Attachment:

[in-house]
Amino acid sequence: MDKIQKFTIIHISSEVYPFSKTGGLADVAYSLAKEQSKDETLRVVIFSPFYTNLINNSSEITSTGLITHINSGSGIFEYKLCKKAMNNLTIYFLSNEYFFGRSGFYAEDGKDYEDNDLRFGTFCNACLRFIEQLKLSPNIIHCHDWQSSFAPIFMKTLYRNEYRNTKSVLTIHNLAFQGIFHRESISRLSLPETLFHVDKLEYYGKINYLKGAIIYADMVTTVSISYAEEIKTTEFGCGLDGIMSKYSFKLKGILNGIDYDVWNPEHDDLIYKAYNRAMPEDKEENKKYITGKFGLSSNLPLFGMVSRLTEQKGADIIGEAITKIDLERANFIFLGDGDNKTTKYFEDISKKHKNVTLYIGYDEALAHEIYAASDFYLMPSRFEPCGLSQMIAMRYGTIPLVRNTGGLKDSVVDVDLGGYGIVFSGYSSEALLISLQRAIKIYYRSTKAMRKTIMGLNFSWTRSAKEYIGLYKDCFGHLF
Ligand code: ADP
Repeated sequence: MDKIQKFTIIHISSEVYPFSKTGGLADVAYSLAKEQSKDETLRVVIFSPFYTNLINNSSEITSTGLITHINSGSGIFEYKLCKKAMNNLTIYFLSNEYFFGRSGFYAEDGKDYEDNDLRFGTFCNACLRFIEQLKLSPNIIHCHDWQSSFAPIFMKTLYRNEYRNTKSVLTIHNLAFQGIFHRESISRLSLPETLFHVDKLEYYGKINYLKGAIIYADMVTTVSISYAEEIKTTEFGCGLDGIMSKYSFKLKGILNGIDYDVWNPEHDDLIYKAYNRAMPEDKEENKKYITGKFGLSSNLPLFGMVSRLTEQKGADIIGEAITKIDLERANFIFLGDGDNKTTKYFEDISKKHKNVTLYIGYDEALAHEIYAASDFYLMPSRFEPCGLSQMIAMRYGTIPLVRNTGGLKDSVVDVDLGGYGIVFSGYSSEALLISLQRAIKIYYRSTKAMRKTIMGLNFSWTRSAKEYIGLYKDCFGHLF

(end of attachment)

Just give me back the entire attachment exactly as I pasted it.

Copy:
[in-house]
Amino acid sequence: MDKIQKFTIIHISSEVYPFSKTGGLADVAYSLAKEQSKDETLRVVIFSPFYTNLINNSSEITSTGLITHINSGSGIFEYKLCKKAMNNLTIYFLSNEYFFGRSGFYAEDGKDYEDNDLRFGTFCNACLRFIEQLKLSPNIIHCHDWQSSFAPIFMKTLYRNEYRNTKSVLTIHNLAFQGIFHRESISRLSLPETLFHVDKLEYYGKINYLKGAIIYADMVTTVSISYAEEIKTTEFGCGLDGIMSKYSFKLKGILNGIDYDVWNPEHDDLIYKAYNRAMPEDKEENKKYITGKFGLSSNLPLFGMVSRLTEQKGADIIGEAITKIDLERANFIFLGDGDNKTTKYFEDISKKHKNVTLYIGYDEALAHEIYAASDFYLMPSRFEPCGLSQMIAMRYGTIPLVRNTGGLKDSVVDVDLGGYGIVFSGYSSEALLISLQRAIKIYYRSTKAMRKTIMGLNFSWTRSAKEYIGLYKDCFGHLF
Ligand code: ADP
Repeated sequence: MDKIQKFTIIHISSEVYPFSKTGGLADVAYSLAKEQSKDETLRVVIFSPFYTNLINNSSEITSTGLITHINSGSGIFEYKLCKKAMNNLTIYFLSNEYFFGRSGFYAEDGKDYEDNDLRFGTFCNACLRFIEQLKLSPNIIHCHDWQSSFAPIFMKTLYRNEYRNTKSVLTIHNLAFQGIFHRESISRLSLPETLFHVDKLEYYGKINYLKGAIIYADMVTTVSISYAEEIKTTEFGCGLDGIMSKYSFKLKGILNGIDYDVWNPEHDDLIYKAYNRAMPEDKEENKKYITGKFGLSSNLPLFGMVSRLTEQKGADIIGEAITKIDLERANFIFLGDGDNKTTKYFEDISKKHKNVTLYIGYDEALAHEIYAASDFYLMPSRFEPCGLSQMIAMRYGTIPLVRNTGGLKDSVVDVDLGGYGIVFSGYSSEALLISLQRAIKIYYRSTKAMRKTIMGLNFSWTRSAKEYIGLYKDCFGHLF